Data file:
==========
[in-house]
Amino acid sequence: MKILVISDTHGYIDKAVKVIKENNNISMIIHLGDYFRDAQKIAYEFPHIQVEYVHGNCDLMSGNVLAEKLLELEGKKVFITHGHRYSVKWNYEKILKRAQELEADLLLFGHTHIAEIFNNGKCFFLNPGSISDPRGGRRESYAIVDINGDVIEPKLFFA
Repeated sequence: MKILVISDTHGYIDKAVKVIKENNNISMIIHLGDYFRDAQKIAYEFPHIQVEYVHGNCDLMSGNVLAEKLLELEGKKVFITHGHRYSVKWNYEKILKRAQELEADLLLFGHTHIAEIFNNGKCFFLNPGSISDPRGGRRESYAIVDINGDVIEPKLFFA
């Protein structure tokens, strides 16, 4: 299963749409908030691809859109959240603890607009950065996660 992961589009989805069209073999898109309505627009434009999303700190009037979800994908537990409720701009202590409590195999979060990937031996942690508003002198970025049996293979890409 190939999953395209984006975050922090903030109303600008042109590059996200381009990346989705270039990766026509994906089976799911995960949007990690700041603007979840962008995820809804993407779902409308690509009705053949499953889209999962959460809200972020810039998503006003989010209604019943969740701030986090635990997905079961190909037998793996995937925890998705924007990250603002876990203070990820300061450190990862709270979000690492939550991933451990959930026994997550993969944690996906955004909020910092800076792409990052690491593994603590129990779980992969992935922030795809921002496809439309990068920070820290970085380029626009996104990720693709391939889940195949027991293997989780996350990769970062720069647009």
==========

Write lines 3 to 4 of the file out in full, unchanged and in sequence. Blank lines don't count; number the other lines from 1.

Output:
Repeated sequence: MKILVISDTHGYIDKAVKVIKENNNISMIIHLGDYFRDAQKIAYEFPHIQVEYVHGNCDLMSGNVLAEKLLELEGKKVFITHGHRYSVKWNYEKILKRAQELEADLLLFGHTHIAEIFNNGKCFFLNPGSISDPRGGRRESYAIVDINGDVIEPKLFFA
């Protein structure tokens, strides 16, 4: 299963749409908030691809859109959240603890607009950065996660 992961589009989805069209073999898109309505627009434009999303700190009037979800994908537990409720701009202590409590195999979060990937031996942690508003002198970025049996293979890409 190939999953395209984006975050922090903030109303600008042109590059996200381009990346989705270039990766026509994906089976799911995960949007990690700041603007979840962008995820809804993407779902409308690509009705053949499953889209999962959460809200972020810039998503006003989010209604019943969740701030986090635990997905079961190909037998793996995937925890998705924007990250603002876990203070990820300061450190990862709270979000690492939550991933451990959930026994997550993969944690996906955004909020910092800076792409990052690491593994603590129990779980992969992935922030795809921002496809439309990068920070820290970085380029626009996104990720693709391939889940195949027991293997989780996350990769970062720069647009």